Smith argues that the debate over family presence has exposed a conflict in medicine between, on the one side, chaplains and nurses, who worry about families' emotional needs, and, on the other, physicians, who are primarily concerned about the quality of clinical care.

Groopman gives Smith plenty of space, but there is no rebuttal from any nurse. Smith's generalization has some substance--most nurses do have a more holistic focus than most physicians, and most nurses are more likely to consider emotional needs. But the simplistic formulation in the article wrongly implies that nurses are not focused on clinical excellence, and assumes that clinical care and emotional needs are somehow mutually exclusive. ENA nurse Howard's statement about clinical and psychosocial care may seem to support this distinction, but we doubt she would accept the suggestion that nurses just "worry" about emotions and are not "concerned about the quality of clinical care." Of course, getting these points across would probably require more expert comment from nurses. And though Groopman does include the brief quotes from Howard and CNS Mian, the piece is dominated by expert quotes from medical journals and at least five named physicians, not counting the author of the article.

Groopman says that Smith's hospital has devised a "compromise" in which family members may be permitted to be with patients after "invasive" procedures are completed and "at the discretion of the trauma surgeon." This "compromise" could also be described as formalizing physicians' absolute discretion over family presence. Even then, Smith says family presence has at times been disruptive, citing an example of a woman with multiple injuries whose husband wanted to join her in the ED. According to Groopman, the "physicians" suspected (and "doctors" later "determined") that she was the victim of domestic violence, and they felt she might have been reluctant to recount her true health history. This is an egregious red herring. No responsible family presence advocate would push for a system that allowed no discretion for the health care team to exclude a family member whose particular presence was an evident threat to the patient's wellbeing. And the repeated implications that only physicians are or should be involved in making such determinations are hard to excuse, since nurses generally have greater psychosocial expertise and are more likely to pursue such concerns in order to protect their patients.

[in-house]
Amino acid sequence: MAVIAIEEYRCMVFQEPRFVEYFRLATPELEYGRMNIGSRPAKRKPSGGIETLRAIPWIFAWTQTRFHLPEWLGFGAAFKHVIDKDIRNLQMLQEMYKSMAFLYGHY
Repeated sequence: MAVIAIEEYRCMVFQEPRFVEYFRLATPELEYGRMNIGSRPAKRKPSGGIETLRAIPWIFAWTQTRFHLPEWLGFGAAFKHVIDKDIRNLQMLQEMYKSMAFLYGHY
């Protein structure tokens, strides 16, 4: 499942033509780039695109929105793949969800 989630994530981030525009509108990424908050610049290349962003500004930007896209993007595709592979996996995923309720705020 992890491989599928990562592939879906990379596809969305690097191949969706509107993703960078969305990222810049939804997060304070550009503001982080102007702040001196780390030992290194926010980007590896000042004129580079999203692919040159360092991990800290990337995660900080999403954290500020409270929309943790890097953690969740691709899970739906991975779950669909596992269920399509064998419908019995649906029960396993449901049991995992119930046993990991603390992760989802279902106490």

Groopman also presents an argument drawn from a 1999 report by Smith and others to the ASST. This report cited Federal Aviation Administration regulations designed to reduce accidents caused by distracted flight crews, in part by limiting unnecessary communication, and argued that resuscitations are similarly complex tasks that require similar rules. The presence of a family member, in the surgeons' view, "could jeopardize the success of a resuscitation."

That's certainly a rational argument. But we can't help but wonder why Groopman does not immediately descend on it with his evidence-based scalpel. Why not make a point of noting that that there are no studies to support Smith's distraction argument, as the piece does with the idea that there's no proven therapeutic benefit to family presence? Red herring anecdotes and airline regulations do not prove clinical detriment. Is it important to perform exhaustive research on ideas that challenge traditional physician assumptions, but not to test the basis for those assumptions? As it happens, some nursing research has indicated that family presence does not generally disrupt care during resuscitations. (See Meyers, American Journal of Nursing, 2000, 100:32-42; Mangurten, Journal of Emergency Nursing, June 2006, in press.)